The rich are paying it forward by supporting the next generation of wealth builders. In exchange for their money, they are looking for both a financial return on their investment and the less tangible reward of being involved in the creative chaos of start-up businesses.
A global report by research firm WealthInsight finds that millionaire venture capitalists are increasing their investment in start-up companies and emerging entrepreneurs.
A third of the millionaire venture capitalists in the study have a net worth of between $1 million and $5 million. Nearly 57 percent are between the ages of 45 and 64 and they are overwhelmingly male. Only 10.8 percent of millionaire venture capitalists are women.
The sweet scent of opportunity
Brent Fykes, senior investment partner at GenSpring Family Offices, says in the past few years he's seen an uptick in interest in venture capitalism among his clients, especially among former entrepreneurs.
The reasons are varied. Sometimes, he says, entrepreneurs have friends or peers in the same wealth category who are developing interesting businesses and they want to be part of it by investing. In other cases, a lack of clarity or confidence in the public equity sector and the economy lead them to diversify their investments by including the private sector.
"But the biggest and more interesting reason is that after 2008 and 2009, the economy created opportunities," he says.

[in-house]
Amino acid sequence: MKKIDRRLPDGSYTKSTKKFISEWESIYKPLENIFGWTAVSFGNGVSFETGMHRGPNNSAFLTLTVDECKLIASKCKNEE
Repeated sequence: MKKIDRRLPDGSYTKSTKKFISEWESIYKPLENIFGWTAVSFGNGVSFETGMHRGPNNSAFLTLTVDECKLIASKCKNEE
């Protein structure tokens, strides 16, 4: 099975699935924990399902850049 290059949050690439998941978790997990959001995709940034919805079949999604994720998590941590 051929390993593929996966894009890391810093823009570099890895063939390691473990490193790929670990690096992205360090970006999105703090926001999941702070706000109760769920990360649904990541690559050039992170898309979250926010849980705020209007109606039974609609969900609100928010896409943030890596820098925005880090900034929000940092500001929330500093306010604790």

Many of his clients who had made millions in the real estate business reinvested after the housing crash and have realized double-digit returns, Fykes says. Others took note of the void in funding for start-up industries after the recession and saw investment opportunities.
The daily grind
While entrepreneurs are seeking a return on their investment in the private sector, just as they do in the public arena, the thrill of being back in business is a big draw. According to the study, in more than half the cases, entrepreneurs put their investment to work in the industry where they had success. Tech/software is the most popular industry for venture capitalists.
"A lot of my clients who have been out of the operational, day-to-day side of the business want to go back and get their hands dirty, rather than be a retired entrepreneur," Fykes says, adding that although they want to have input, they don't necessarily want to be involved full-time. "They like a hands-on approach," he says.
Oliver Williams, an analyst at WealthInsight, sees the trend toward venture capitalism as a win for both sides. "Unlike other start-up investors, millionaires have so much more to offer than just their millions," he noted in the report. "Millionaire venture capitalists are normally entrepreneurs themselves, meaning they can offer the wisdom of somebody who's started out themselves, in addition to a valuable address book."
Interested in finding a rich financial backer for your start-up? Read what it takes to attract an angel investor.
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